A Review of The Psychology of Time Travel by Kate Mascarenhas
The Psychology of Time Travel is a ring of a very strange shape. It’s full of genies and visits from dead people. Characters flit and fly about like stray bullets, from the 1960s to the 24th century. Although the majority of the narration takes place during 2017 and 2018, the action is all over the place, or rather all over the time, and sixty-two chapters assault the readers with titles including thirteen different characters’ names and dates ranging from March 1967 to April 2019. It’s all rather disconcerting and one would do well to stop fretting over details and resign oneself to fate and just read on to enjoy the zaniness of it all as the mystery unravels itself inexorably.
Odette is an archaeology student volunteering at a toy museum. At the beginning of her second shift on the job she finds a body in the basement. The corpse has multiple gunshot wounds. Even weirder, the body is in a room that had been bolt-locked from the inside. The door is the only possible means of egress or ingress. Traumatized, she seeks the help of Ruby, the psychologist whose grandmother helps invent time-travel and whose eventual wife is also a time-traveler. The inquest into the cause of death and the identity of the victim divines nothing. Unbeknownst to each other, and for their own reasons, both Odette and Ruby begin trying to find answers.
Each of them realize those answers exist only inside “The Conclave,” that spooky, quasi-governmental organization which promulgates and regulates time-travel. Both eventually come to realize that The Conclave has a toxic work culture; the result of the tyrannical and corrupt leadership of Margaret, who fears mental illness (for public relations reasons) so much that she essentially instills it in all of her employees. One of the sickest on-the-job-training rituals is “The Angel of Death ritual,” in which green employees are encouraged to forewarn people of the impending death of a loved one. It is common for young time-travellers to express contempt for their older selves once they have met and gotten to know each other. At some point in the novel, as readers follow the characters deeper and deeper down the Dickensian rabbit-hole of this plot, they could be forgiven for predicting that the resolution of the book would be very Murder on the Orient Express.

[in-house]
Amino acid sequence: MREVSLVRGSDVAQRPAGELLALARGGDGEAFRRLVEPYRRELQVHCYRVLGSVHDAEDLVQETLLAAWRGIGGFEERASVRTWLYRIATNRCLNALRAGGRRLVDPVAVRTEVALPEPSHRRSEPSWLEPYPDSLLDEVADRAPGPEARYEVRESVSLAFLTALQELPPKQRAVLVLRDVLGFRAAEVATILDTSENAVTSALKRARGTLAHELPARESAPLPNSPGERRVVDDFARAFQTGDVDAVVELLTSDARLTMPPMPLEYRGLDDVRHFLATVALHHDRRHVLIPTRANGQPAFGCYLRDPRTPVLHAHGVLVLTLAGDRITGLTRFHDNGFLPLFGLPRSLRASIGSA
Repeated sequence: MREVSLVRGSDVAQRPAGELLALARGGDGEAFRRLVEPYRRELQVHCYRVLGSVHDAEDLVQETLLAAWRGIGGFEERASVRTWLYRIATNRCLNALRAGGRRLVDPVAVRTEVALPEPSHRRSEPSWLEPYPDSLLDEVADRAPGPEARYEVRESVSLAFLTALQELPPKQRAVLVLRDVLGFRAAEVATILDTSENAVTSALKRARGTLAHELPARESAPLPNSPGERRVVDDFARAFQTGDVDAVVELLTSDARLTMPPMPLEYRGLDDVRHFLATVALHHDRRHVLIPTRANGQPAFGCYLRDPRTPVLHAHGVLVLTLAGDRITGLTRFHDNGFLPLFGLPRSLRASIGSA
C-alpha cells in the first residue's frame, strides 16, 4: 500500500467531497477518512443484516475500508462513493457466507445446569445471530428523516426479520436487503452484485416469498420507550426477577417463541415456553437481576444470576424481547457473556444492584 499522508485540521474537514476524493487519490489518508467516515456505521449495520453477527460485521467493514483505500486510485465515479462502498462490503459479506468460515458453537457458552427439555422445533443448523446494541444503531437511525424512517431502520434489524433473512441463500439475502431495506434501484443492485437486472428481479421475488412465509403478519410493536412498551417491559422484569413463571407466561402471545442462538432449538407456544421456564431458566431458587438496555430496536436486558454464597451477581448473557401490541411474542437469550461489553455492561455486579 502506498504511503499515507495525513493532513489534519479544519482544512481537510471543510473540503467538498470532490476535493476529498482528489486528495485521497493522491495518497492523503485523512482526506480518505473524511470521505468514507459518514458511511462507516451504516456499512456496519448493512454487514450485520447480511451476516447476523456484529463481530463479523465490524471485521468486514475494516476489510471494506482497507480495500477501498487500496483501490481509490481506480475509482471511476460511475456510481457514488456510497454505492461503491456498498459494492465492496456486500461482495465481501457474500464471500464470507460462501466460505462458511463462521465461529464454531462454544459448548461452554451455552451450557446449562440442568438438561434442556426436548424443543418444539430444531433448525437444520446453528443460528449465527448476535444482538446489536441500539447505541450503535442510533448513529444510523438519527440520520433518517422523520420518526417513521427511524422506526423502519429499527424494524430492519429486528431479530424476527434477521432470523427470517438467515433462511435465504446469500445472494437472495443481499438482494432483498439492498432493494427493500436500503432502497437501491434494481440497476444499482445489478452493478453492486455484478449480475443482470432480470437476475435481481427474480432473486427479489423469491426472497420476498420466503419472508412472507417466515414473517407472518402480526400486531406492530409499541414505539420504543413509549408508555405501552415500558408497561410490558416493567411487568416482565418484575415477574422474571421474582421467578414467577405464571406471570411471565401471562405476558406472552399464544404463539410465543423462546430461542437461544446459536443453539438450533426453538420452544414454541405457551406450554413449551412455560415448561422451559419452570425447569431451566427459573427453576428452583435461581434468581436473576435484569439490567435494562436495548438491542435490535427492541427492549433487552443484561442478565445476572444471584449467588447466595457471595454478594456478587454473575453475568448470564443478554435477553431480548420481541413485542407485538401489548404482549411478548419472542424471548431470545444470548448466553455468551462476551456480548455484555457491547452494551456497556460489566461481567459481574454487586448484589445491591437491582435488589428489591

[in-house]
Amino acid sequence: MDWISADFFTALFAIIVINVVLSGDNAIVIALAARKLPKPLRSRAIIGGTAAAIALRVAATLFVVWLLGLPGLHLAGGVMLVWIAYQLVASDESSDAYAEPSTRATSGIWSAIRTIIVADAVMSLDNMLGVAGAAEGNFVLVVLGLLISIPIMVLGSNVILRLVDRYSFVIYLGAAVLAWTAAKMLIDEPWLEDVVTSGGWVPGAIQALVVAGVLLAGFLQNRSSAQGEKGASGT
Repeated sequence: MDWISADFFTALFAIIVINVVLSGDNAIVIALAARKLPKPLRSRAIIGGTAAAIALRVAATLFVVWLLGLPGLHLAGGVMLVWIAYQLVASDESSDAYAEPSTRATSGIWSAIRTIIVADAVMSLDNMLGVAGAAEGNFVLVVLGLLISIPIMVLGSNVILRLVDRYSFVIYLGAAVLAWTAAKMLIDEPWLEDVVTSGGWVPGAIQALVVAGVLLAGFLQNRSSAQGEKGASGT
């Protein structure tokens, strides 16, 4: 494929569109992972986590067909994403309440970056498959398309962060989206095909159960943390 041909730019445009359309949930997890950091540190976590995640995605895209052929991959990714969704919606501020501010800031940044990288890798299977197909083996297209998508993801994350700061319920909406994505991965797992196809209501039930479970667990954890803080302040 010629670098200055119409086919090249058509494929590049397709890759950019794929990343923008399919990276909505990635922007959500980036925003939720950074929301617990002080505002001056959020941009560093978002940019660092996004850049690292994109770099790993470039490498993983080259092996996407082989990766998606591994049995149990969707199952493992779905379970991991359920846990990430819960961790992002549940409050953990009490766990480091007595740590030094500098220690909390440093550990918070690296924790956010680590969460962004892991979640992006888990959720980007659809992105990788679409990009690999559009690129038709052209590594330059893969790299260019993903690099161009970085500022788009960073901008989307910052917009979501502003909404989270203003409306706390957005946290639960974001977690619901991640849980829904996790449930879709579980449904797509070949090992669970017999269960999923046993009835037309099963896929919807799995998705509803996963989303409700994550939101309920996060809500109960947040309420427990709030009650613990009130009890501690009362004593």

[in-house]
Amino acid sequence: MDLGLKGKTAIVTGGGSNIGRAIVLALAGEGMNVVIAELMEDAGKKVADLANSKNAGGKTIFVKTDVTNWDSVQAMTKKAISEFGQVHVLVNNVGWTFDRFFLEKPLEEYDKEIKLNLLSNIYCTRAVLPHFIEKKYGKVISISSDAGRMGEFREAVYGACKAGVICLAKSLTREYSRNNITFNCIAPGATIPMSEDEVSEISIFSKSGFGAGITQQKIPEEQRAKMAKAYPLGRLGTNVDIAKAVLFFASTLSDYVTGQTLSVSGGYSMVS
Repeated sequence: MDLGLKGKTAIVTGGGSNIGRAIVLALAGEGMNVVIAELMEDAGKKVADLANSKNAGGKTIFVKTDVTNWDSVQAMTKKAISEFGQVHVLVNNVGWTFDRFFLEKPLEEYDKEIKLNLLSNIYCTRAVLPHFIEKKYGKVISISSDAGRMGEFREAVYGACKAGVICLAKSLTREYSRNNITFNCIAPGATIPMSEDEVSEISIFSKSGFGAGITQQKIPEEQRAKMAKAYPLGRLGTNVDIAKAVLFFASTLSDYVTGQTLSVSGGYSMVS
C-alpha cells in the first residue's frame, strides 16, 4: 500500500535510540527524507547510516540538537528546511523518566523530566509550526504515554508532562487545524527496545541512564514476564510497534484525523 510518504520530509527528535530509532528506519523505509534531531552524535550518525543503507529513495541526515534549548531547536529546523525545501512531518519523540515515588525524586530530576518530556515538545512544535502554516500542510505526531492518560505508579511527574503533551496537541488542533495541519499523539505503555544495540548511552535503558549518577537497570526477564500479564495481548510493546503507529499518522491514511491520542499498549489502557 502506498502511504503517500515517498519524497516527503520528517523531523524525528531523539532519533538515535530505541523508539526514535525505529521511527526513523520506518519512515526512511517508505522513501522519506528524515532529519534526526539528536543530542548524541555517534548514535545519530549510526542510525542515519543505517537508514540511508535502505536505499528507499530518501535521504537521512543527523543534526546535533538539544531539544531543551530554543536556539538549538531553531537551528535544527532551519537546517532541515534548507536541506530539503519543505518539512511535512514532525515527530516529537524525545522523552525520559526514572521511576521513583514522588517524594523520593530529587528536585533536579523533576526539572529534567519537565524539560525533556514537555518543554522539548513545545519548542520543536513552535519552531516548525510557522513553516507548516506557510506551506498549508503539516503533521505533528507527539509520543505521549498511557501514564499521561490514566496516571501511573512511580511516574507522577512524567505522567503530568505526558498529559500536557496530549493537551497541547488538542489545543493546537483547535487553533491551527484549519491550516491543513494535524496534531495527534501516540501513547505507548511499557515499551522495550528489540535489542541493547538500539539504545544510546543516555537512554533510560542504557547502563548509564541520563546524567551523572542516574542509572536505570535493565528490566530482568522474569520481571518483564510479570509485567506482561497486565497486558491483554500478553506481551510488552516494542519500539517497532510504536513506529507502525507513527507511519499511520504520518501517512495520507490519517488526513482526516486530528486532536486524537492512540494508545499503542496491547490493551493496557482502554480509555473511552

In case you had ever thought that time travel was a fun idea, this book might not change your mind. But in case you had ever thought time travelling would make you a better, nicer person, you will learn what is perhaps the point of Grace’s film, Death and the Time Traveler: “When you’re a time traveler, the people you love die, and you carry on seeing them, so their death stops making a difference to you. The only death that will ever change things is your own.”
Maybe. But whose death leaves a body in the basement of a toy museum, how did it happen, and why, and what could the point of any of this be?
I don’t know. I suppose I’ll have to wait for the story to begin again.
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